'But ‘glory’ doesn’t mean ‘a nice knock-down argument,' Alice objected. 'When I use a word,' Humpty Dumpty said, in rather a scornful tone, 'it means just what I choose it to mean—neither more nor less.' 'The question is,' said Alice, 'whether you can make words mean so many different things.' (Fromkin Rodman Hyams 186) (from Lewis Carroll’s Through the Looking Glass)




IRONY I’m not kidding. Literally… Some of my best friends are…black, gay, Mexican, women…. To make a long story short. (Mey 266)


LEGAL LANGUAGE Because it has to account for all possibilities, legal language must be precise and sometimes a bit redundant. That’s why lawyers use such terms as 'cease and desist,' or 'give and bequeath.' A sign in the San Diego Zoo Wild Animal Park, however, takes this type of language a bit further:


'Please do not annoy, torment, pester, plague, molest, worry, badger, harry, harass, heckle, persecute, irk, bullyrag, vex, disquiet, grate, beset, bother, tease, nettle, tantalize, or ruffle the animals. (Fromkin Rodman Hyams 189)


PRESUPPOSITION 'Fats regretted that he had to pay alimony to Bessie' presupposes that 'Fats had to pay alimony to Bessie.' 'Fats did not regret that he had to pay alimony to Bessie' also presupposes that 'Fats had to pay alimony to Bessie.' (Mey 20)


SPEECH ACTS Commissives (Affect Speaker, Subjective) TYPES: Oath, Offer, Promise Declaratives (Change the Macrocosmic Social World) TYPES: Baptism, Marriage Directives (Change the Microcosmic Social World) TYPES: Command, Request Expressives (Feelings of Speaker) TYPES: Apology, Thanks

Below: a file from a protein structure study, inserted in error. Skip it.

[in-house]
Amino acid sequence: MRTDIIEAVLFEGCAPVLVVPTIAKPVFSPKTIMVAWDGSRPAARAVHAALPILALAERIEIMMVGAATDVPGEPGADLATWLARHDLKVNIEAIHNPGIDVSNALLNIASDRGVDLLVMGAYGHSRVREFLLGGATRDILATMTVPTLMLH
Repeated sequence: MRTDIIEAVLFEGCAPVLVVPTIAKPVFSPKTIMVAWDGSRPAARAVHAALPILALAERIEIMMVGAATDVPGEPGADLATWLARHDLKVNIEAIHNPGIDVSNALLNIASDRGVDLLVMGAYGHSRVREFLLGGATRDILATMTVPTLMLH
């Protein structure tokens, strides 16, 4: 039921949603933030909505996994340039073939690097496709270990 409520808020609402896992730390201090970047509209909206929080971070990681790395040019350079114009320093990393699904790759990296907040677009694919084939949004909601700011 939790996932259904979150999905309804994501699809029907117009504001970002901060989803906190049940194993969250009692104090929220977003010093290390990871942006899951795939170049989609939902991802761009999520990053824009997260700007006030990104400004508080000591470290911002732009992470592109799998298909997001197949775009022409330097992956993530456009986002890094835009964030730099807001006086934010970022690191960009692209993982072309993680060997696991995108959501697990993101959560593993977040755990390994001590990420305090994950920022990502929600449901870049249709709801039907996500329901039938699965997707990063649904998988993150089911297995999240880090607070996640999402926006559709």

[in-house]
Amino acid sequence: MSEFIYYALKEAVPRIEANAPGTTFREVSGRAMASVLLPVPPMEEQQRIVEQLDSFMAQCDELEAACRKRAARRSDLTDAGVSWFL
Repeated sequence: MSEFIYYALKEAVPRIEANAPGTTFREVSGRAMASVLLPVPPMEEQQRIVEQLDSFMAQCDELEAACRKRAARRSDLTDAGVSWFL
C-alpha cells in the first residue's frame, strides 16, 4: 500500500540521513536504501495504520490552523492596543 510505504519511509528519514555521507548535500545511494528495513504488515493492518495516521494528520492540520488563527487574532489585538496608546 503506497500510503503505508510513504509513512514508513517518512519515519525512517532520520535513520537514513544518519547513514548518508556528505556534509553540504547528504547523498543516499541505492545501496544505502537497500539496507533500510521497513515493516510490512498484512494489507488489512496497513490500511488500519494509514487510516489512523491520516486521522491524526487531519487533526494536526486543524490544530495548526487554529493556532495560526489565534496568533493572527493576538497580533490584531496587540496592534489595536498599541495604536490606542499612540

Interrogatives (Hearer Knows Best) TYPES: Closed (yes-no), Loaded, Open Imperatives (Directives) (Affect Hearer) TYPES: Request, Requirement, Threat, Warning Performatives (Affect world) TYPES: Agreement, Appointment, Baptism, Declaration of Independence, Dedication, Marriage Representatives (Objective Descriptive Statements) TYPES: Statement that is either True or False (Mey 120, Searle 1977, 34)


SYNTAX VS. SEMANTICS Colorless green ideas sleep furiously. Chomsky points out that from a syntactic perspective, this sentence is perfect. But he says it is 'meaningless' because 'colorless' cancels out 'green' etc. Chomsky, therefore, wants to exclude such sentences from discussion. (Mey 20) 'Haj Ross and George Lakoff were the first to protest against this syntactic straitjacket.' (Mey 22)


THEMATIC ROLES Subject, Direct Object and Indirect Object are syntactically determined. Deep Cases like Actor, Experiencer, Instrument, and Object (or Patient) are semantically determined. Actor = Animate Cause Experiencer = Animate Effect Instrument = Inanimate Cause Object = Inaminate Effect


Normally, the most active deep case is selected as the subject of the sentence: The Actor if there is one If not, the Instrument if there is one If there is no Actor or Instrument, the Object becomes eligible. Therefore we have the following:


The boy opened the door with the key. The key opened the door. The door opened.

Non Actors as Subjects: 

Non Actors as Subjects The cake smelled good. The cake tasted good. The painting looked great. The bell sounded loud. The fur felt soft.


MORE TYPICAL SENTENCES Someone smelled the cake. Someone tasted the cake. Someone looked at the painting. Someone heard the bell. Someone felt the fur.


In an Active Sentence the most active Deep Case is eligible to become the Subject and the least active is eligible to become the Direct Object. In a Passive Sentence the least active Deep Case is eligible to become the Subject and the most active case becomes an Object of the Preposition 'by.'


But what about converses like 'buy' and 'sell,' or 'rent to' and 'rent from'? 'John bought the car from Mary' is true if and only if 'Mary sold the car to John' is true. 'John rented the house to Mary' is true if and only if 'Mary rented the house from John.'


TRUTH It’s cold outside. (empirical) A king is a ruler. (linguistic) Life is a box of chocolates (general metaphorical) Saphire Lake (specific metaphorical) Happy Birthday! (speech act: wish)